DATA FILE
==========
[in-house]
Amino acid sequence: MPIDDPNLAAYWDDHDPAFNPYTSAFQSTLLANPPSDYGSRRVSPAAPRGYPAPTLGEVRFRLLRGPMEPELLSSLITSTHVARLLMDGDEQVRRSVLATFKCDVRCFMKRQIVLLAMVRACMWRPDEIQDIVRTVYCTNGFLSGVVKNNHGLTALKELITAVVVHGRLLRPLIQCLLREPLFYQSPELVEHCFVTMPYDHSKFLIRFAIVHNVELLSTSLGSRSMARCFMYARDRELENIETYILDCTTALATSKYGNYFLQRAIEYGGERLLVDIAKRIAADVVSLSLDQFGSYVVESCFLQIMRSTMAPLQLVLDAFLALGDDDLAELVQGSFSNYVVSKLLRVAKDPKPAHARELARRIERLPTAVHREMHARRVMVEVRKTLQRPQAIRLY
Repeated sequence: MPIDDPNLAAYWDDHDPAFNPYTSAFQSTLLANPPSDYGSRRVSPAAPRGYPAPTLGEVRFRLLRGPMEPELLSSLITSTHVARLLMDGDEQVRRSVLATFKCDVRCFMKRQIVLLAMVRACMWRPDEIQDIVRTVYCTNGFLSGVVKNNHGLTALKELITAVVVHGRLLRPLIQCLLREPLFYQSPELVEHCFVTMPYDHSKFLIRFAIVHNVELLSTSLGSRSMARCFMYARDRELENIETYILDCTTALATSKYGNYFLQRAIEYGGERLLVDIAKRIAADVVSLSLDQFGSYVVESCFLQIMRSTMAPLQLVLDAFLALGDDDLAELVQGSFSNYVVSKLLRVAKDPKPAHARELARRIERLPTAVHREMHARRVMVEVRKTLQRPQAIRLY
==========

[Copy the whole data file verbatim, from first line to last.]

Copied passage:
[in-house]
Amino acid sequence: MPIDDPNLAAYWDDHDPAFNPYTSAFQSTLLANPPSDYGSRRVSPAAPRGYPAPTLGEVRFRLLRGPMEPELLSSLITSTHVARLLMDGDEQVRRSVLATFKCDVRCFMKRQIVLLAMVRACMWRPDEIQDIVRTVYCTNGFLSGVVKNNHGLTALKELITAVVVHGRLLRPLIQCLLREPLFYQSPELVEHCFVTMPYDHSKFLIRFAIVHNVELLSTSLGSRSMARCFMYARDRELENIETYILDCTTALATSKYGNYFLQRAIEYGGERLLVDIAKRIAADVVSLSLDQFGSYVVESCFLQIMRSTMAPLQLVLDAFLALGDDDLAELVQGSFSNYVVSKLLRVAKDPKPAHARELARRIERLPTAVHREMHARRVMVEVRKTLQRPQAIRLY
Repeated sequence: MPIDDPNLAAYWDDHDPAFNPYTSAFQSTLLANPPSDYGSRRVSPAAPRGYPAPTLGEVRFRLLRGPMEPELLSSLITSTHVARLLMDGDEQVRRSVLATFKCDVRCFMKRQIVLLAMVRACMWRPDEIQDIVRTVYCTNGFLSGVVKNNHGLTALKELITAVVVHGRLLRPLIQCLLREPLFYQSPELVEHCFVTMPYDHSKFLIRFAIVHNVELLSTSLGSRSMARCFMYARDRELENIETYILDCTTALATSKYGNYFLQRAIEYGGERLLVDIAKRIAADVVSLSLDQFGSYVVESCFLQIMRSTMAPLQLVLDAFLALGDDDLAELVQGSFSNYVVSKLLRVAKDPKPAHARELARRIERLPTAVHREMHARRVMVEVRKTLQRPQAIRLY